On wire-down calls or in storm situations, the hazards increase in high multiples. Part of that is caused by automatic devices used by the utilities that might cause lines to become energized. The other hazard is the homeowner may have incorrectly installed a generator and sent electricity back in the lines. These are hazards that are unseen and unheard until it may be too late.

We can’t see it or hear it under normal circumstances, but when wires come down, there is a lot of blue light and a loud noise that will cause your feet to engage long before the brain decides it is time to depart the area. Shortly after that, there will be a loud noise somewhere as the fuse blows, if it does.

There are too many scenarios to cover in this article, and I know I have not answered many questions that you might have. My intent is to try to get you to start the process of thinking of identifying what is needed to safeguard your members and the organization. In all calls, safety must be the first consideration, especially when electricity is involved. As in any emergency medical technician course, the first thing taught is to be scene safe. It needs to become the same for all responses regardless of the cause.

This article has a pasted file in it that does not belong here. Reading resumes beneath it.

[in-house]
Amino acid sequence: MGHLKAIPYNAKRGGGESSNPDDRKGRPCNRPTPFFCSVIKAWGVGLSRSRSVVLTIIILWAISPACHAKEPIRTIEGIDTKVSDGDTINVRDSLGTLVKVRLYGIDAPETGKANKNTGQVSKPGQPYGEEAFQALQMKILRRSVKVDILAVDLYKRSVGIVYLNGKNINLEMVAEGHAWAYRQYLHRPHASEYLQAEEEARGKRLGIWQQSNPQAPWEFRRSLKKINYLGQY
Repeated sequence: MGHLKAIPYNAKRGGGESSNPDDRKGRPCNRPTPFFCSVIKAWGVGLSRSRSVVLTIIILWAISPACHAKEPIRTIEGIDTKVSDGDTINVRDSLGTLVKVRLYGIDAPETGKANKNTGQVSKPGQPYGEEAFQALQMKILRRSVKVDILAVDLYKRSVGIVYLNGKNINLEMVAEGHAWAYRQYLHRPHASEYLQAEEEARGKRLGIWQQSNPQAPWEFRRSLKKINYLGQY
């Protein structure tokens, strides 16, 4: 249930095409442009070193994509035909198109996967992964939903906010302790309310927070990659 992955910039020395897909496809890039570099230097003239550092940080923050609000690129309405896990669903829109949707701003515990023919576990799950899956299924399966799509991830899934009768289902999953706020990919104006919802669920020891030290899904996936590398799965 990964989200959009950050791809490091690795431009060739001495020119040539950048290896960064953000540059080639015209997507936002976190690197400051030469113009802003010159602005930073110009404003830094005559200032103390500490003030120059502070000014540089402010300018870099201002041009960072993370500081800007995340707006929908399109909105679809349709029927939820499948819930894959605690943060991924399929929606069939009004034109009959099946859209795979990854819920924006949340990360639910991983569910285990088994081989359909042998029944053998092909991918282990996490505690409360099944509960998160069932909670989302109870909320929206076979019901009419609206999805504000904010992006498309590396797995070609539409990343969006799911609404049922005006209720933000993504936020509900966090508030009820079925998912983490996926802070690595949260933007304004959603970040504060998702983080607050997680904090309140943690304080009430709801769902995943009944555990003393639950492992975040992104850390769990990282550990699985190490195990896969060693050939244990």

Please use as many of these questions to at least review what SOGs you may have in place at your agency, and make sure they cover the needed areas. Start a conversation with your local utility; and get it to bring training opportunities to your department. There is also a company that has put together some training for electric and natural gas situations. That company is AEGIS; its Web site is


FRANK CHEATHAM is HMERT coordinator for the Virginia Office of EMS, responsible for EMS task forces. He previously spent 34 years at Dominion (VA) Power. He has been in various positions in EMS since the 1970s. He is an EMT-B and instructor in various topics including mass casualty and extrication.